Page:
Original article sourced from The Property Observer


BRICKX offers fractional ownership of residential property for investors


First Millennials started investing in real estate to get on the property ladder while they saved for a home. Now there's a new option – buying a fraction of an investment property.

Online investment platform BRICKX lets investors own a piece of residential property for as little as $100 – an Australian first. 

BRICKX buys properties and then divides the ownership of each property into units, which are called "Bricks". A property purchased for $1 million, for example, is divided into 10,000 Bricks worth $100 each.

When the company recently opened up to retail investors for the first time, Sydney marketing manager Petar​ Sabados​ jumped at the chance.

The 31-year-old wants to buy an investment property but he needs to save the deposit first. He is a "believer" that over the long term, residential property prices will continue to rise.

"If I could buy an investment property on my own I would," Petar says. "You get cycles, but what I am looking at is the long-term trend where I am expecting my Bricks to grow from $100 to $150. Yes, it dips but not like the stock market which, after the fall during the global financial crisis, still has not recovered."

Peter has Bricks in two properties – an apartment in Enmore and a house in Annandale, both in Sydney's Inner West.

He rents with his wife and their three-year-old son and is happy to continue renting for financial and lifestyle reasons, but likes property as an investment.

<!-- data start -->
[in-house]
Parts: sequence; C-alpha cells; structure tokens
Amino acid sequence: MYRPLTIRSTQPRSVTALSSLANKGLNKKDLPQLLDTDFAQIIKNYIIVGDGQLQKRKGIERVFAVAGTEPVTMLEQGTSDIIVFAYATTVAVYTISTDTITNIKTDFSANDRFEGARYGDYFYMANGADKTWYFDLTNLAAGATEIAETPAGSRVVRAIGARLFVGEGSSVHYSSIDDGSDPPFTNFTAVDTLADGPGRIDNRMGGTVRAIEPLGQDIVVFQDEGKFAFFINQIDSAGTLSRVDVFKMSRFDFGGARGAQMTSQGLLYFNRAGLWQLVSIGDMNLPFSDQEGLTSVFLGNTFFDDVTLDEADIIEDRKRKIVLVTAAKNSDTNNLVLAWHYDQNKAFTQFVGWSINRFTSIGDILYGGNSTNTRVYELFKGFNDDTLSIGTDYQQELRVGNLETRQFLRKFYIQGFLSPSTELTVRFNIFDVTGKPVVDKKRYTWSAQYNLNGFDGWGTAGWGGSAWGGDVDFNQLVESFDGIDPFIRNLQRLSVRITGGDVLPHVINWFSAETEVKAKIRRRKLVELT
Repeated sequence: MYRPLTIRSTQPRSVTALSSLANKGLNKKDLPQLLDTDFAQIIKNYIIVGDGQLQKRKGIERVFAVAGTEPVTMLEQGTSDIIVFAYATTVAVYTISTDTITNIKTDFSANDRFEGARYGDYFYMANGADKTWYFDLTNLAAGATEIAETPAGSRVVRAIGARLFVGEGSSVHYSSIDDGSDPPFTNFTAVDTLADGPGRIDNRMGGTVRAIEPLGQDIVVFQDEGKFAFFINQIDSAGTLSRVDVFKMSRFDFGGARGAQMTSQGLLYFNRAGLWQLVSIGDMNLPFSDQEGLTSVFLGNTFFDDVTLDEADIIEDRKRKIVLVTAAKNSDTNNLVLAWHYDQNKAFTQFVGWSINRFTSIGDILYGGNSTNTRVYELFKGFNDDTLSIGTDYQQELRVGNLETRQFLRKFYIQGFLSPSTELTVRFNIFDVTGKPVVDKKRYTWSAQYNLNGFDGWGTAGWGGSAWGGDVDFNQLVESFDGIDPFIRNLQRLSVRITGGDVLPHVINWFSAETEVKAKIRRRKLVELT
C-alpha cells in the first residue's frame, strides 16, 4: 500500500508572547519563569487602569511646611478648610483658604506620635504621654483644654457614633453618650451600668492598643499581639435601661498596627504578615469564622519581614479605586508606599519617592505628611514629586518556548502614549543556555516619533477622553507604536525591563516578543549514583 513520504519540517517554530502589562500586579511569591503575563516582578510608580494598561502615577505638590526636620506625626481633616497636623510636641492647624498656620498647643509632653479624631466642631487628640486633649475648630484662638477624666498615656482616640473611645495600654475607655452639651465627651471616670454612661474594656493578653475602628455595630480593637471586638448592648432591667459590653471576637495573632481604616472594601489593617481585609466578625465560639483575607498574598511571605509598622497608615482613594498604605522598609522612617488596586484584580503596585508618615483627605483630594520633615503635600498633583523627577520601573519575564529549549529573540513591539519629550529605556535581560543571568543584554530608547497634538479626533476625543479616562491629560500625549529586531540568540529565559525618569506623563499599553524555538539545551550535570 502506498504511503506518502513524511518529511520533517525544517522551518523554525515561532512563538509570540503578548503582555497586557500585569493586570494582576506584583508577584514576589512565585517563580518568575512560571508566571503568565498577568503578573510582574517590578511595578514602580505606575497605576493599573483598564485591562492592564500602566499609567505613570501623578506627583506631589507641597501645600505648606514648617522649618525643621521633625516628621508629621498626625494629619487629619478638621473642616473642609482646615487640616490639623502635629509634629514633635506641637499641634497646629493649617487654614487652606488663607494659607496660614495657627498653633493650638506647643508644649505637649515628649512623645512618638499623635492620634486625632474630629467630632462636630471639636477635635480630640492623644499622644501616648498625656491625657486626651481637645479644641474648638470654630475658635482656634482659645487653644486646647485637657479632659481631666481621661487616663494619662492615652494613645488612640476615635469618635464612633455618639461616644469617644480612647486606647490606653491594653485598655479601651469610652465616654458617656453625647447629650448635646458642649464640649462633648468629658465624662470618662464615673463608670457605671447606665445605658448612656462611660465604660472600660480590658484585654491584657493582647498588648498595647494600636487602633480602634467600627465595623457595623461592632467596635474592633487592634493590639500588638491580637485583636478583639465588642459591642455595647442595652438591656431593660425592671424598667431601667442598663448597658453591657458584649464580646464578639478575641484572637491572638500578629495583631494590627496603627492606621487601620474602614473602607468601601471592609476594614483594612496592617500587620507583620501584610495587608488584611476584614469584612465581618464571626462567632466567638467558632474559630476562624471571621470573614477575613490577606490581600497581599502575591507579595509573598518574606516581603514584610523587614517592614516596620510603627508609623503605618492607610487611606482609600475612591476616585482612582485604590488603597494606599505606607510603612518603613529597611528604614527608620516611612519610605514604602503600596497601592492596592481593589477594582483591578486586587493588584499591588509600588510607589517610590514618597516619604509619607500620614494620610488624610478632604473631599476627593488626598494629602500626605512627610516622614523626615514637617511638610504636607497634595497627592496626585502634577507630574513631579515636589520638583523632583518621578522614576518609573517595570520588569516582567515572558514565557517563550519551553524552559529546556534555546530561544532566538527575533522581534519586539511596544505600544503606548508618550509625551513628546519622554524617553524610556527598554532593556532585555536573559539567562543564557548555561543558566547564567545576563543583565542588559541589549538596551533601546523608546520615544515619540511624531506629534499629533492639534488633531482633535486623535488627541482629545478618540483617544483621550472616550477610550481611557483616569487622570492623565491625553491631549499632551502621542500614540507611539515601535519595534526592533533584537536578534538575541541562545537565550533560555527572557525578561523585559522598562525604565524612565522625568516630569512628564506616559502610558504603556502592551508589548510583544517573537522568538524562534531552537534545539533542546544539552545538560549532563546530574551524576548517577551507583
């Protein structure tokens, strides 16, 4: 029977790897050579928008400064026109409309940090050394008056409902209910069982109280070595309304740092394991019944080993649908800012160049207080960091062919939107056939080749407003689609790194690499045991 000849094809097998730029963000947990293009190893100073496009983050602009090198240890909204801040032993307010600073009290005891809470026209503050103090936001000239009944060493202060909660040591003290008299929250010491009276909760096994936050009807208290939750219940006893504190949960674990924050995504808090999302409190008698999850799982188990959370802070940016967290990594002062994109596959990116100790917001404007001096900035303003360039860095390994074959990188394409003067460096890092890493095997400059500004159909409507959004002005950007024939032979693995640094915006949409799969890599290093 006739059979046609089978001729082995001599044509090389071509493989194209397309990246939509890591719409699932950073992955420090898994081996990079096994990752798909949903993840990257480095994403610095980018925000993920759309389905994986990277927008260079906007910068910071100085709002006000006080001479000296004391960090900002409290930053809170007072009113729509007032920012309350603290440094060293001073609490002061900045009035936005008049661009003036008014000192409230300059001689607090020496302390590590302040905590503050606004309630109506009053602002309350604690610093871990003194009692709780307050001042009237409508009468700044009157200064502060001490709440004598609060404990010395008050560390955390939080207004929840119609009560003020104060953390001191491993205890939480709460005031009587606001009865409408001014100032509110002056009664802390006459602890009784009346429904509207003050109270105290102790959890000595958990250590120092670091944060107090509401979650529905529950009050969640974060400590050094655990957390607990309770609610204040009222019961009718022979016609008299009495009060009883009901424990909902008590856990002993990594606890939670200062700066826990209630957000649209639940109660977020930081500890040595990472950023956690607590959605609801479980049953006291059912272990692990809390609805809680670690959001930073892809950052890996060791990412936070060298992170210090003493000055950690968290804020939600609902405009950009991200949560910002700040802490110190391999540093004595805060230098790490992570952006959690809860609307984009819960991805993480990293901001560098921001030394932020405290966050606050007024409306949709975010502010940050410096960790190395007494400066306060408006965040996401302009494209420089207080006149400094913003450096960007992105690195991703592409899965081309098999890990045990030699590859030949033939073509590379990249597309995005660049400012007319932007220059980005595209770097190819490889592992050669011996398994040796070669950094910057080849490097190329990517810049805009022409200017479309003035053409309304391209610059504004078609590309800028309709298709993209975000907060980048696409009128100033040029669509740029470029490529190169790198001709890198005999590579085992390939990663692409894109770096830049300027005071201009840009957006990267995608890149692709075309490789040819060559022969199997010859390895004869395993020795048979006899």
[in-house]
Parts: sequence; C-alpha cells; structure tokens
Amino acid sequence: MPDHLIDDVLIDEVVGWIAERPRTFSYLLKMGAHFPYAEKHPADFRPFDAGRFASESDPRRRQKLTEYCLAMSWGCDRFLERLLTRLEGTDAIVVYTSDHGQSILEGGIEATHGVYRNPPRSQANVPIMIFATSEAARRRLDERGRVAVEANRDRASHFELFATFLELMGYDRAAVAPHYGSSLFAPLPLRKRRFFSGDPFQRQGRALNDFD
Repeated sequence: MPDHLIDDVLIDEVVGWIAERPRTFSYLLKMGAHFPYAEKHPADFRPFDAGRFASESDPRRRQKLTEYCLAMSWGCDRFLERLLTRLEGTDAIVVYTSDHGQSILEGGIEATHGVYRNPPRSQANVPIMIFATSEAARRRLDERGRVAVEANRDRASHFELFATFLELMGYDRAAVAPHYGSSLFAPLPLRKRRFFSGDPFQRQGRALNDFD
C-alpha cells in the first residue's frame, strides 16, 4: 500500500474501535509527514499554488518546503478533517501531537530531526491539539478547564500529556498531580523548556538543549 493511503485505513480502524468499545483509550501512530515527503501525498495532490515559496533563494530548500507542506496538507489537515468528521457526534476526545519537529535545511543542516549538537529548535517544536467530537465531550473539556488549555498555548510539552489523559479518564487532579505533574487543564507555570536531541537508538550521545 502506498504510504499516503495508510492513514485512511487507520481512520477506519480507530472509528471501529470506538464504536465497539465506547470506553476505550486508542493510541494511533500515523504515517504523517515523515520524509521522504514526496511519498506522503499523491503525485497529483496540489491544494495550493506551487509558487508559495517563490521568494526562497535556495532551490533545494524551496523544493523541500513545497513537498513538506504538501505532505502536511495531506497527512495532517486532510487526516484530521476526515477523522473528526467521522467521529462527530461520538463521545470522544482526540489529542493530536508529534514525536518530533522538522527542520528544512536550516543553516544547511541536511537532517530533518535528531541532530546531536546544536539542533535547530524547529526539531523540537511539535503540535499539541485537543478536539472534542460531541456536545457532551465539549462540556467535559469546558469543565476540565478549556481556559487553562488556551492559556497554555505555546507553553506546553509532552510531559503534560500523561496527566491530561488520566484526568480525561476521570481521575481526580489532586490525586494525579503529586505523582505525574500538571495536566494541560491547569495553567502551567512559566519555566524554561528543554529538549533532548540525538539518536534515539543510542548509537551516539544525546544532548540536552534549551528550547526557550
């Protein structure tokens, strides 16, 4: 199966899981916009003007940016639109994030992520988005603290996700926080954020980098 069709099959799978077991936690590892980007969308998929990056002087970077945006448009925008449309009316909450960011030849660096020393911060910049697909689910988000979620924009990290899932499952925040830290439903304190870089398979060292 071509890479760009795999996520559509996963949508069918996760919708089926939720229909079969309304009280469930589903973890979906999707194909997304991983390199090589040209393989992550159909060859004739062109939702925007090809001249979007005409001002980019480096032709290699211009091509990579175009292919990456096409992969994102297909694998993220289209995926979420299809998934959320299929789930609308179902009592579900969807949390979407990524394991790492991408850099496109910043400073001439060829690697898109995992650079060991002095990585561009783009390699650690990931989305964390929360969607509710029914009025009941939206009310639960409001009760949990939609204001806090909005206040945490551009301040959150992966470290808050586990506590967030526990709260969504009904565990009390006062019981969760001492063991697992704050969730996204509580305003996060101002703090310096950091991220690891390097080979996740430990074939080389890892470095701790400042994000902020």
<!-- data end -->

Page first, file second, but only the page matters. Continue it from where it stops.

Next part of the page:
BRICKX chief executive Anthony Millet says many people can be put off investing in residential property as it can be expensive, time-consuming and daunting.

He says BRICKX can be well suited for those who feel locked out of the property market and investors keen to diversify their investment portfolios.

"This form of property investment is accessible on so many levels – investment is easy, distributions are typically regular, divesting can be as simple as listing your Bricks for sale," Millet says.

The property is independently valued twice a year with the Brick price adjusted up or down to reflect the valuation. This is an indication of "fair" value for the property but is not necessarily the price a seller will necessarily get for their Bricks.

Bricks are bought and sold on the platform with buyers and sellers bidding; similar to how shares are bought and sold. BRICKX investors receive rent in proportion to the fractional interest they have in the property.

BRICKX has recruited an Adviser Panel of senior property professionals to help with the property selection process. It has five properties and will purchase more. 

The investor pays a 1.75 per cent fee on purchasing and selling Bricks.